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Ground Broken For New Naval Air Museum
Lexington Park, MD - 10/17/2012
By Dick Myers
It took a long time. Ground was finally broken Tuesday afternoon for the new Patuxent River Naval Air Museum on Route 235 just outside Gate 1. According to several speakers at the occasion, it has taken at least 15 years of hard work and dedication on the part of a cross section of the community as well as funding from the federal, state and county governments and private and corporate donors.
Del. John Bohanan (D: 29B), who was also representing Rep. Steny Hoyer, remembered that the widening of Route 235 was taking the original Navy museum at Gate 2. He said there were no plans to replace it. At a meeting at the IHOP restaurant in Lexington Park he said he and the late J. Frank Raley enlisted the help of Keith Fairfax, who had just retired. Fairfax, who is affectionately known as the mayor of Lexington Park, took up the challenge.
Fairfax was master of ceremonies at the groundbreaking ceremony. He noted the project was made possible with a $3.4 million federal grant, $1.2 million state grant and $1.5 million is local fundraising. Fairfax also praised the county’s employees who have coordinated the effort. And he of course highlighted the effort of the Navy and Naval Aviation.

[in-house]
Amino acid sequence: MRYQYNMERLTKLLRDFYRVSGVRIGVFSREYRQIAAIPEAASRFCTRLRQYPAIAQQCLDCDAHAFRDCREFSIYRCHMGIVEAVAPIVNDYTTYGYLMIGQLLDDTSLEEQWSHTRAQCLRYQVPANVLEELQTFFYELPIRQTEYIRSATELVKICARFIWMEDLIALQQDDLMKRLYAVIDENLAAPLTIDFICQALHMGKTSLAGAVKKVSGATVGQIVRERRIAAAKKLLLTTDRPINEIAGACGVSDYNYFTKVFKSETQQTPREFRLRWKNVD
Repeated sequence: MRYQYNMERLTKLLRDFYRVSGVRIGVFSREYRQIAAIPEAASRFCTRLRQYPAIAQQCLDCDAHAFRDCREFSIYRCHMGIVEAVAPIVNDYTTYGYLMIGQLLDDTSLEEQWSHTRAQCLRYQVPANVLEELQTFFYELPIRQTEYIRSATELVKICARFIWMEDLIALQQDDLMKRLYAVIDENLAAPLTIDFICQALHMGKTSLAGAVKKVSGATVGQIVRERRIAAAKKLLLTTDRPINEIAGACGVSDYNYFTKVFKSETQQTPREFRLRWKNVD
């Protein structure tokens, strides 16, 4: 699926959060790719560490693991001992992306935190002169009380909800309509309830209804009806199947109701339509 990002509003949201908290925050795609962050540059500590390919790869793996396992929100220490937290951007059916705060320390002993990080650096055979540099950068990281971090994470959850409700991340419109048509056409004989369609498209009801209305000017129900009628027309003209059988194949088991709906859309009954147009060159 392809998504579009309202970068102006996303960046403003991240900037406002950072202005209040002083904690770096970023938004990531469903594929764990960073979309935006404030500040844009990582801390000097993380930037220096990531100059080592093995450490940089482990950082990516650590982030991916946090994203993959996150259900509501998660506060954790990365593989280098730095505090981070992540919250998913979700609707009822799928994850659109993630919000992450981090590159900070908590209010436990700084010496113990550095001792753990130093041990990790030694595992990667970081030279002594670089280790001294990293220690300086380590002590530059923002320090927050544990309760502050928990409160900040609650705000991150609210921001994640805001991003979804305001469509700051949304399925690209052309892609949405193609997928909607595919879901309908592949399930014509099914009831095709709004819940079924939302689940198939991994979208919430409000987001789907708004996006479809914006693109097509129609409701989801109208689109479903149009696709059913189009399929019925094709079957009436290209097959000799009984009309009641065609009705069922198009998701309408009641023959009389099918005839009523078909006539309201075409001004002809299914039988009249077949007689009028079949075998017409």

County Commission President Francis “Jack” Russell said, “We are at the right place at the right time. It transcends all of us.” He added, “This is a culmination of a lot of hard work by a lot of people.”
Bohanan also pointed out the inspiration of three Lexington Park pioneers who have since passed away: Raley, Jack Daugherty and Robert “Gabe: Gabrelcik. The museum now sits on property that was the location of Gabrelcik’s original business, a gas station and then a car dealership. Mrs. Gabrelcik was on hand for the ceremony.
State Senator Roy Dyson (D: 29th) said two things, shopping and museums, draw people to visit communities. “People will come to America to buy their shoes and visit this museum,” he said.
Patuxent River Naval Air Station Commanding Officer Capt. Ted Mills praised the members of the museum association for their tireless effort. He said he worked with them after his arrival at Pax as executive officer. “You have done an outstanding job,” he told them, adding, “It was out of determination and unrelenting forward action that they made this happen.” Museum Association President Ed Forsman gave opening introductions at the ceremony.
NBAVAIR Commander VADM David Dunaway said, “There really is a history here in the RDT&E community. It has made a difference in how we lead our lives.” He called the community a “triad of power” and said the museum will be a key in educating local students, particularly those in the STEM curriculum, who will visit it. “They can get a feel for the history,” he noted.
After the NAVAIR commander’s remarks, ground was officially broken. Casey Stinger, president of the company building the museum, Broughton Construction, promised to bring it in “on time and on budget.”
After the ceremony a reception was held in the existing museum, which remains open during construction.
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